Good morning, Broadsheet readers! A Saudi woman is arrested for wearing a mini skirt, Britain is cracking down on sexist ads, and Brainstorm Tech launches into its final day. Have a gorgeous Wednesday.
• Checking in on Colo. Fortune‘s Brainstorm Tech conference is headed into its final day today in Aspen. A few highlights from what we’ve seen so far:
Instagram COO Marne Levine answered a question we’ve all been wondering about: How is Instagram Stories different from Snapchat? While acknowledging that Instagram didn’t create the disappearing photo and video feature, Levine told the Brainstorm crowd that her company improved on it by giving users access to all their favorite things in a single place.
Modern freight trains are a bit like 440 million pound computers, Jamie Miller, CEO of General Electric’s $5 billion transportation business, told the audience. And while that might seem like a death knell for heavy industry jobs, not so fast: “If you understand physics of how a locomotive works, that knowledge is irreplaceable,” she said. “If you’re an industrial person with a digital capability you can transform an industry and yourself. It is hard for a digital person to become industrial.”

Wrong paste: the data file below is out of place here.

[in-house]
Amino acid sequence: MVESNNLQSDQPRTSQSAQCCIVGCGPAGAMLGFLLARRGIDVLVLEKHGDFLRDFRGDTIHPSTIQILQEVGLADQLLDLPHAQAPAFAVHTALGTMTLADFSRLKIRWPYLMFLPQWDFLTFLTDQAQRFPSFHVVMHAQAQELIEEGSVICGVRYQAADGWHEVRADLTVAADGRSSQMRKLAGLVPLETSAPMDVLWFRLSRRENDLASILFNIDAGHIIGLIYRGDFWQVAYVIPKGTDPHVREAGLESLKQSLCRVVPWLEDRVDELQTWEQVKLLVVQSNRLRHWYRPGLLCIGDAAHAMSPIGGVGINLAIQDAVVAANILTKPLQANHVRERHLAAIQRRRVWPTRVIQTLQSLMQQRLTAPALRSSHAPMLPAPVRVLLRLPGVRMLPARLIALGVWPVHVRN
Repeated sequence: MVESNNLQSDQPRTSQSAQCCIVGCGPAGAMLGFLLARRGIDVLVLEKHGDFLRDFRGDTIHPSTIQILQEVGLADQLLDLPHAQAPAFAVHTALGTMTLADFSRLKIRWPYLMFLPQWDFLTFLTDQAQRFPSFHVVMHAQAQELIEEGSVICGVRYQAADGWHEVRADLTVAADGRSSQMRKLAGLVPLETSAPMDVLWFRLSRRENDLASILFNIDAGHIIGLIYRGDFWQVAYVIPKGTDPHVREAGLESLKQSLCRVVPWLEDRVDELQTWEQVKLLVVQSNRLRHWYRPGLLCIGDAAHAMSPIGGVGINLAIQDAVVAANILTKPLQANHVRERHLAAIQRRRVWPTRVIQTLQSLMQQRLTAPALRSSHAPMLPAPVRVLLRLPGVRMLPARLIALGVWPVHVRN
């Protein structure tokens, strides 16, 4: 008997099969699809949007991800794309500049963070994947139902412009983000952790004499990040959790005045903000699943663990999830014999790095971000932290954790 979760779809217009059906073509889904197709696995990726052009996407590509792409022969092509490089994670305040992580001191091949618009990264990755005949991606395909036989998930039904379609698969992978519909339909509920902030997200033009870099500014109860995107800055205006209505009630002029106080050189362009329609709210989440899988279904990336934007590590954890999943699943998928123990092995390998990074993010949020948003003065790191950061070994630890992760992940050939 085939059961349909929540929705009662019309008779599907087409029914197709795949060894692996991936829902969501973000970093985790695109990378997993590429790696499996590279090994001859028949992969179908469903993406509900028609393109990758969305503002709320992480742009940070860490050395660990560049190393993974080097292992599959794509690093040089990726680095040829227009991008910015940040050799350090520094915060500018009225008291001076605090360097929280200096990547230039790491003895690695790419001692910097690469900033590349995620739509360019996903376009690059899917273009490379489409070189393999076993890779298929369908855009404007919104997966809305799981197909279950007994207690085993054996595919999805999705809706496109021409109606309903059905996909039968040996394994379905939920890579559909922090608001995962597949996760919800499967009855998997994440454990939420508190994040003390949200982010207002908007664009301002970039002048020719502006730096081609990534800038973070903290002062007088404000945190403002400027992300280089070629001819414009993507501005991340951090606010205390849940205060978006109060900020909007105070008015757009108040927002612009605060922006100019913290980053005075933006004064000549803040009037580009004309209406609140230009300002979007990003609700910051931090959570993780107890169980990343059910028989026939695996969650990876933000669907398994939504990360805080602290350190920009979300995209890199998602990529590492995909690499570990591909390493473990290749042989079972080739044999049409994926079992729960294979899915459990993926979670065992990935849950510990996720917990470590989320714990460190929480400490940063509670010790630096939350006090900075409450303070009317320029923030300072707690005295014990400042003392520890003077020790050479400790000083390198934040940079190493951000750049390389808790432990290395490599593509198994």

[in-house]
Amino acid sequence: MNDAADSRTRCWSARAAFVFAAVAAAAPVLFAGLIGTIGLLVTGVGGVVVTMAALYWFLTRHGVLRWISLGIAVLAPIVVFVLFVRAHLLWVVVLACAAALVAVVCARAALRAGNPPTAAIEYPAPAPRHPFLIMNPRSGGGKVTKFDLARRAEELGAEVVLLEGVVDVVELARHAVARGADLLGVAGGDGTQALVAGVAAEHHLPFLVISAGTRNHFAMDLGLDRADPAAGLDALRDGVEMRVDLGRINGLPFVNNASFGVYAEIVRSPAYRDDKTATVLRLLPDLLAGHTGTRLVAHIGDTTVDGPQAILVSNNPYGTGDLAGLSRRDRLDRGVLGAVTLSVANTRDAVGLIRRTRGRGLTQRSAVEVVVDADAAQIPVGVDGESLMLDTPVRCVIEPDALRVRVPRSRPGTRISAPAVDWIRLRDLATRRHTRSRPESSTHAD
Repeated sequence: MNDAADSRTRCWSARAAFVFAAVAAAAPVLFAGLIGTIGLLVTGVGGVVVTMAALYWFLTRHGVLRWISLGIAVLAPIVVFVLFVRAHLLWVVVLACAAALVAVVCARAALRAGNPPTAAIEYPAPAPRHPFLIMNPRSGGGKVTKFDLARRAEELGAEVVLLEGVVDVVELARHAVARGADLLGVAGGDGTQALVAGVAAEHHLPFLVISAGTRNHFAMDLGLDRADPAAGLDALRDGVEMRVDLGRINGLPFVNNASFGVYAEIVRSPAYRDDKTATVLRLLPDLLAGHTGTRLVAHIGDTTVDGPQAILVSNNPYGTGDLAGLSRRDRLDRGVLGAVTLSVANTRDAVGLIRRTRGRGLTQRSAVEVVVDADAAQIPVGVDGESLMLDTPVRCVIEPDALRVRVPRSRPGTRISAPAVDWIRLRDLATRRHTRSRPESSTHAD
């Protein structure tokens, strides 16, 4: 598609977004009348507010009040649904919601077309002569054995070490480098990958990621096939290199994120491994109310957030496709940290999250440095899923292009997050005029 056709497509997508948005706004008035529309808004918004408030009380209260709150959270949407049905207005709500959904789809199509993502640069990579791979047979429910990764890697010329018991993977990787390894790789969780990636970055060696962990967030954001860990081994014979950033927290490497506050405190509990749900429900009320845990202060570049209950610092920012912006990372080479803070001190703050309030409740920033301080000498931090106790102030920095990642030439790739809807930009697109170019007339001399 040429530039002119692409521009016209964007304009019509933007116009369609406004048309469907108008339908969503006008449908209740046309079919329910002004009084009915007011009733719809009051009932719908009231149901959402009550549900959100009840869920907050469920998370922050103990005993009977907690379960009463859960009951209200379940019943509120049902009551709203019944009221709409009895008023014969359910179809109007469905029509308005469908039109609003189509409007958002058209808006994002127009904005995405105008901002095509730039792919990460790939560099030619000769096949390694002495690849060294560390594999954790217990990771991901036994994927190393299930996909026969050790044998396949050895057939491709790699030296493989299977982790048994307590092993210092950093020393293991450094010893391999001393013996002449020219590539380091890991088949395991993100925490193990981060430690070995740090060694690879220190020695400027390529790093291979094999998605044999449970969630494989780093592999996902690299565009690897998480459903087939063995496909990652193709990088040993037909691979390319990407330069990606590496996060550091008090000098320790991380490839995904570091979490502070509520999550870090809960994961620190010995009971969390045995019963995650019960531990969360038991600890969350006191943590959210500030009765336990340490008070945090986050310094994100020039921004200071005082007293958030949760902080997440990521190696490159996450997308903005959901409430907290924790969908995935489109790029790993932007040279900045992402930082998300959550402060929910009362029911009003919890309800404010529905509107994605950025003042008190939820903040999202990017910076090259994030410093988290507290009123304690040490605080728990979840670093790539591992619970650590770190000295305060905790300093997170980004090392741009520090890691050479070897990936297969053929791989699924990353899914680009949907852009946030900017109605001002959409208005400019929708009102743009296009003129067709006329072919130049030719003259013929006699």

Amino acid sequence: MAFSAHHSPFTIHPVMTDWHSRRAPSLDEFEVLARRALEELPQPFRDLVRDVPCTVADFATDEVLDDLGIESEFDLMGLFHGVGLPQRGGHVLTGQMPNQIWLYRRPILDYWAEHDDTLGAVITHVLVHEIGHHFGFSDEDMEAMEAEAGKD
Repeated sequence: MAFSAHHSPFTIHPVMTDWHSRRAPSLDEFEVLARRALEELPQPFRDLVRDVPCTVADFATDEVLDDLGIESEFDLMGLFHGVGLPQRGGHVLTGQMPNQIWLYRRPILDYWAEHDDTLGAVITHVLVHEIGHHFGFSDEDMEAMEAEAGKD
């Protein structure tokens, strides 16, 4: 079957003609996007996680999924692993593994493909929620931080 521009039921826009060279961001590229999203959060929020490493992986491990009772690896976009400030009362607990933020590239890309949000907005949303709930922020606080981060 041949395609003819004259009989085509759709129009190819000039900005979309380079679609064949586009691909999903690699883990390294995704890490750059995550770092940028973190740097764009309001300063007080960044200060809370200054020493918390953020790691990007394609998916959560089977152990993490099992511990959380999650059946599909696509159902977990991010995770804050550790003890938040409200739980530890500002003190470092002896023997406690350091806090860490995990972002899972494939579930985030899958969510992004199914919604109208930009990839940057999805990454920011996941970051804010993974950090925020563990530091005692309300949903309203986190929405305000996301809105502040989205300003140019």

Meanwhile, Margo Georgiadis, who stepped into the CEO role at toymaker Mattel six months ago, talked about her plans for winning over the next generation of kids—”a generation that has grown up expecting the world to be immersive, adaptable, and increasing customized.” In her view, the key is to combine tech and toys in ways that are actually engaging. “If you don’t integrate the technology in a way that’s actually fun, the kids don’t stay with the play pattern,” she said.
But for me, perhaps the most interesting event yet was the town hall on improving diversity in tech—a discussion that got quite heated at times. One key takeaway: Niniane Wang, one of three women who publicly accused then-Binary Capital partner Justin Caldbeck of sexual harassment, talked about the largely unseen work that she put in to provide support for her allegations. “I did 100 hours of work before and after the article,” she said—work that included gathering evidence, creating a timeline, contacting the firm’s limited partners, and encouraging other women to go on the record about their experiences with Caldbeck. Given how easily such charges are often dismissed, Wang knew she needed to have the receipts.